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Labcompliance News, June 2002

June 16, 2002

Boost Efficiency Through E-Records/Signatures Systems

It seems that investments in automated e-records/signature system can pay back when well implemented. This article appeared in FDA News on June 14 and highlights cost savings in a laboratory. Reference http://www.fdanews.com


Part 11's tough electronic compliance standards helped inspire AstraZeneca to launch a Site Excellence Program (SEP) in the Spring of 2000 that has significantly reduced product cycle time and error rates in its lab, a company official said at an industry conference June13.

Prior to the launch of the program, testing cycle time in the lab was about 23 days, with another 13 days for review, Senior Manager of QA Analytical Michael Stroz said. Post-SEP, those figures have been cut to seven days and two days, respectively, he said.

Stroz wouldn't discuss specific financial costs of the program, but noted that the figure was "insignificant" when compared to the cost savings in overall cycle time reduction and more efficient lab usage. He said it costs AstraZeneca about $250,000 per day to run its lab.

"Shaving just a day or two off" the amount of lab days required to perform tasks represents considerable savings, Stroz told attendees of the American Association of Pharmaceutical Scientists "Paperless Laboratory" conference in Arlington, Va."

A new book and CD entitled "Validation of Computerized Analytical and Networked Systems" has chapters on "Implementing Part 11 in Laboratories" and "Operational Compliance of Legacy Systems".
Very much in line to this topic are also an article series published in Biopharm on "Implementing E-records/Signatures in Analytical Laboratories" and a presentation presented at the conference LIMS2002 in June with the title: "Increasing Efficiency and Compliance through Paperless Laboratory Operations". Labcompliance Users Club Members can download the article series and the presentation from the part 11 UsersClub website. For preview and registration, click here

June 16, 2002

Risk Analysis and Risk Assessment Becoming more Important

It seems that it becomes more and more difficult to comply with all requirements s documented in regulations and guidance documents. An example is the FDA Part 11 validation draft guidance. It suggests for Commercial, Off-The-Shelf Software End users should conduct functional testing of software that covers all functions of the program that the end user will use. Test conditions should include not only "normal" or "expected" values, but also stress conditions (such as a high number of users accessing a network at the same time). Test conditions should extend to boundary values, unexpected data entries, error conditions, reasonableness challenges (e.g., empty fields, and date outliers), branches, data flow, and combinations of inputs.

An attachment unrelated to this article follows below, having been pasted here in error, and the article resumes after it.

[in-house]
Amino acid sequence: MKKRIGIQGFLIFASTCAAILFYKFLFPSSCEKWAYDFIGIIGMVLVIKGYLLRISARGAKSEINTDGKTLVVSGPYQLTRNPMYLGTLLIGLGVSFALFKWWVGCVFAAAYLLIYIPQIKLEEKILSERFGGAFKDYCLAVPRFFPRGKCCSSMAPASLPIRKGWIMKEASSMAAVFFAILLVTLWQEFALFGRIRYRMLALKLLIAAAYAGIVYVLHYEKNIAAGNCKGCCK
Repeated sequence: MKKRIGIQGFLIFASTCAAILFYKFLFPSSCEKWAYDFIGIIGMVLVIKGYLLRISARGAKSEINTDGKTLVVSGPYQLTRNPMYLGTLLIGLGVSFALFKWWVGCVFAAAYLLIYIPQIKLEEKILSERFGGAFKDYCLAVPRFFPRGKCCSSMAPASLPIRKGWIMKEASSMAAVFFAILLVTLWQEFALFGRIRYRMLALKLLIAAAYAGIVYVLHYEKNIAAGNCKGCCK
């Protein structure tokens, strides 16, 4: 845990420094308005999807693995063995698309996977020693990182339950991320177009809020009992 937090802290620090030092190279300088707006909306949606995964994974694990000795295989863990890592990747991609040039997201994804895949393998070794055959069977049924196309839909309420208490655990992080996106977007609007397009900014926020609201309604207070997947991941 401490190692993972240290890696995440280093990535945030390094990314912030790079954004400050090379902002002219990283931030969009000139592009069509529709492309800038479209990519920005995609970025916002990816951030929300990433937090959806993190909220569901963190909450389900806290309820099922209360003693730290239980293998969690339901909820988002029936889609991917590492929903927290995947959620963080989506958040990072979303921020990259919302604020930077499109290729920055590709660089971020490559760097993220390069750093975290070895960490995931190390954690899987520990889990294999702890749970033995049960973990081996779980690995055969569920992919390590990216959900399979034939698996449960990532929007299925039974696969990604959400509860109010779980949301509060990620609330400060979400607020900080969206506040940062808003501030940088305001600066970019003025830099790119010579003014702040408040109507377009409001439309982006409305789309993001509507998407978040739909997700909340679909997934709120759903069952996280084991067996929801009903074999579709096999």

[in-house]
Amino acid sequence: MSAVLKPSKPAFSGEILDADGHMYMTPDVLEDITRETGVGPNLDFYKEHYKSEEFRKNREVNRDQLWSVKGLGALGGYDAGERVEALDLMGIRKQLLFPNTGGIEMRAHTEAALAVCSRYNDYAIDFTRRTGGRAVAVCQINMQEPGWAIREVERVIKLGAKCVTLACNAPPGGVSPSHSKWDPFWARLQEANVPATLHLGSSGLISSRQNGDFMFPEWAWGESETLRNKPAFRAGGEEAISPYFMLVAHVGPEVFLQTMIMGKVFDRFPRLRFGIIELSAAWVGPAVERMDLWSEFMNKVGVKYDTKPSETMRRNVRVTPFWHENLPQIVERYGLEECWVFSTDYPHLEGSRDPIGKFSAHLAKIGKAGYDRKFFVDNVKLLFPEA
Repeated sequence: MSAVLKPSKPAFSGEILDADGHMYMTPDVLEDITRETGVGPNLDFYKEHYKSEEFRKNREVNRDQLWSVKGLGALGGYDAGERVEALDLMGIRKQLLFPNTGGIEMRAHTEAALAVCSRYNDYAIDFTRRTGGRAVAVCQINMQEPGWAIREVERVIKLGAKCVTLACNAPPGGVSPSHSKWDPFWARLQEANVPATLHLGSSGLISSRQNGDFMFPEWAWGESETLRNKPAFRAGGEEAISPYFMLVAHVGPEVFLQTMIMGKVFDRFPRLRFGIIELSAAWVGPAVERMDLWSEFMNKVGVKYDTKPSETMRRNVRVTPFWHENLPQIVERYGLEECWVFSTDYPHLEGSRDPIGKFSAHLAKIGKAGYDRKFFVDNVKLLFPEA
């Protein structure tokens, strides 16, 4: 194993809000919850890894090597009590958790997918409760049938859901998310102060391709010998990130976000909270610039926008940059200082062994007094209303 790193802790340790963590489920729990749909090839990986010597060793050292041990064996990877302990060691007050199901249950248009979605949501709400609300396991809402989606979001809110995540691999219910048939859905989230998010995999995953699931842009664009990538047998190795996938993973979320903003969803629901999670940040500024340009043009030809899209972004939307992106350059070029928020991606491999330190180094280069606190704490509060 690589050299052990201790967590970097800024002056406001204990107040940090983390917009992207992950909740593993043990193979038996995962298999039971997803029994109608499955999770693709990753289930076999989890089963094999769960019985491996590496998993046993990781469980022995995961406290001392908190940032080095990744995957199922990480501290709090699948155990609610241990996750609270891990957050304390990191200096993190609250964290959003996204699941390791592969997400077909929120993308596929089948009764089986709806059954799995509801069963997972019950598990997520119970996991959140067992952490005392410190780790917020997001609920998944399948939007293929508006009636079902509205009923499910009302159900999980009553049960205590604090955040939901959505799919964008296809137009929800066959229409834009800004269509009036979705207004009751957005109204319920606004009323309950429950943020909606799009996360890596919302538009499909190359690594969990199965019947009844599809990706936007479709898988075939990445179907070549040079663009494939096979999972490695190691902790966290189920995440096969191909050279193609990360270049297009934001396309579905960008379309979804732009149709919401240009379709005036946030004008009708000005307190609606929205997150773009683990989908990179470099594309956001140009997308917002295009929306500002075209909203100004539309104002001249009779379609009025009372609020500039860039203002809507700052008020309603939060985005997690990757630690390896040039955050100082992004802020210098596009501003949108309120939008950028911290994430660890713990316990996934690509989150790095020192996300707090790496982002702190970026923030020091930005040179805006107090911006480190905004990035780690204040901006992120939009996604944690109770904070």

To do this type of testing "for all functions the enduser will use" is very time consuming. The recommendation is to limit testing to critical systems and functions using the concept of risk analysis and assessment. This recommendation also comes from the guide itself. "When you determine the appropriate extent of system validation, the factors you should consider include (but are not limited to) the following: The risk that the system poses to product safety, efficacy, and quality; note that product means the FDA regulated article (food, human or veterinary drug, biological product, medical device, or radiological product)" and "The risk that the system poses to data integrity, authenticity, and confidentiality".
The question is: what are the criteria for risk assessment? The SQA Computer Validation Initiative Committee (CVIC) of SQA has developed a document entitled: Risk Assessment/Validation Priority Setting It provides guidance to the Quality Assurance (QA) Professional to assist their organizations in evaluating the risk factors when assessing their approach to computer validation